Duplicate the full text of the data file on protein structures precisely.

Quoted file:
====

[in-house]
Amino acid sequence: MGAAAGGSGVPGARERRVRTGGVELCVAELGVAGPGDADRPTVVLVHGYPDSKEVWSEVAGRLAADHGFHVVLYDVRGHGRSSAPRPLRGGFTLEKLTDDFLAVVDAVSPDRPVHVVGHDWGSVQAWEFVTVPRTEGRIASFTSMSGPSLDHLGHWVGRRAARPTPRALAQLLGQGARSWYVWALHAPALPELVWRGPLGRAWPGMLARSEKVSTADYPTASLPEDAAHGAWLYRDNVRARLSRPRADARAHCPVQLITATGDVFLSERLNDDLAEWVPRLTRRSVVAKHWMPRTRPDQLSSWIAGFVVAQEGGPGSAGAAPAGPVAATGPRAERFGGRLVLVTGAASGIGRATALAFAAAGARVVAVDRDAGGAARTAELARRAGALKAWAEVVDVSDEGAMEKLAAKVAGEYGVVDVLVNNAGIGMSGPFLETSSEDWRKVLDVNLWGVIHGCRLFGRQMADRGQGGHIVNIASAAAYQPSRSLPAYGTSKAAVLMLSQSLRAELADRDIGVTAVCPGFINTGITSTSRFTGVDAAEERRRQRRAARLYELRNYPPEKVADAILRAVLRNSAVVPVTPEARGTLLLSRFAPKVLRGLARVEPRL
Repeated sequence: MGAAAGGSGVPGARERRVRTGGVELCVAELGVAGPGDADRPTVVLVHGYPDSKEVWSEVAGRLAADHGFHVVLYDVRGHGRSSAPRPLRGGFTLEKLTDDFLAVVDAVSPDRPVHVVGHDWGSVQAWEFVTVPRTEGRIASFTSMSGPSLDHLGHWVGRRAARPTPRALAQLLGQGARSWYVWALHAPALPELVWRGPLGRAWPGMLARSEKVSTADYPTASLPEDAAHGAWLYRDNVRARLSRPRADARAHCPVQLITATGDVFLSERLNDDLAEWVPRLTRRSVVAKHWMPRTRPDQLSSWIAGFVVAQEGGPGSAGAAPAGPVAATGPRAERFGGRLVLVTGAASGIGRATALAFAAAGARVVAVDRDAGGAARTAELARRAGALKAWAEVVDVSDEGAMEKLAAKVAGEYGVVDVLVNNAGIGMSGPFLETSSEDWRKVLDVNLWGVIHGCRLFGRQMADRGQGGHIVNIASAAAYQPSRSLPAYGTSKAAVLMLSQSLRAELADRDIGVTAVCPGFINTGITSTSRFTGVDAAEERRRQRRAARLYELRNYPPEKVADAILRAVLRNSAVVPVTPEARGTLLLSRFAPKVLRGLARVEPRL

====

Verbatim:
[in-house]
Amino acid sequence: MGAAAGGSGVPGARERRVRTGGVELCVAELGVAGPGDADRPTVVLVHGYPDSKEVWSEVAGRLAADHGFHVVLYDVRGHGRSSAPRPLRGGFTLEKLTDDFLAVVDAVSPDRPVHVVGHDWGSVQAWEFVTVPRTEGRIASFTSMSGPSLDHLGHWVGRRAARPTPRALAQLLGQGARSWYVWALHAPALPELVWRGPLGRAWPGMLARSEKVSTADYPTASLPEDAAHGAWLYRDNVRARLSRPRADARAHCPVQLITATGDVFLSERLNDDLAEWVPRLTRRSVVAKHWMPRTRPDQLSSWIAGFVVAQEGGPGSAGAAPAGPVAATGPRAERFGGRLVLVTGAASGIGRATALAFAAAGARVVAVDRDAGGAARTAELARRAGALKAWAEVVDVSDEGAMEKLAAKVAGEYGVVDVLVNNAGIGMSGPFLETSSEDWRKVLDVNLWGVIHGCRLFGRQMADRGQGGHIVNIASAAAYQPSRSLPAYGTSKAAVLMLSQSLRAELADRDIGVTAVCPGFINTGITSTSRFTGVDAAEERRRQRRAARLYELRNYPPEKVADAILRAVLRNSAVVPVTPEARGTLLLSRFAPKVLRGLARVEPRL
Repeated sequence: MGAAAGGSGVPGARERRVRTGGVELCVAELGVAGPGDADRPTVVLVHGYPDSKEVWSEVAGRLAADHGFHVVLYDVRGHGRSSAPRPLRGGFTLEKLTDDFLAVVDAVSPDRPVHVVGHDWGSVQAWEFVTVPRTEGRIASFTSMSGPSLDHLGHWVGRRAARPTPRALAQLLGQGARSWYVWALHAPALPELVWRGPLGRAWPGMLARSEKVSTADYPTASLPEDAAHGAWLYRDNVRARLSRPRADARAHCPVQLITATGDVFLSERLNDDLAEWVPRLTRRSVVAKHWMPRTRPDQLSSWIAGFVVAQEGGPGSAGAAPAGPVAATGPRAERFGGRLVLVTGAASGIGRATALAFAAAGARVVAVDRDAGGAARTAELARRAGALKAWAEVVDVSDEGAMEKLAAKVAGEYGVVDVLVNNAGIGMSGPFLETSSEDWRKVLDVNLWGVIHGCRLFGRQMADRGQGGHIVNIASAAAYQPSRSLPAYGTSKAAVLMLSQSLRAELADRDIGVTAVCPGFINTGITSTSRFTGVDAAEERRRQRRAARLYELRNYPPEKVADAILRAVLRNSAVVPVTPEARGTLLLSRFAPKVLRGLARVEPRL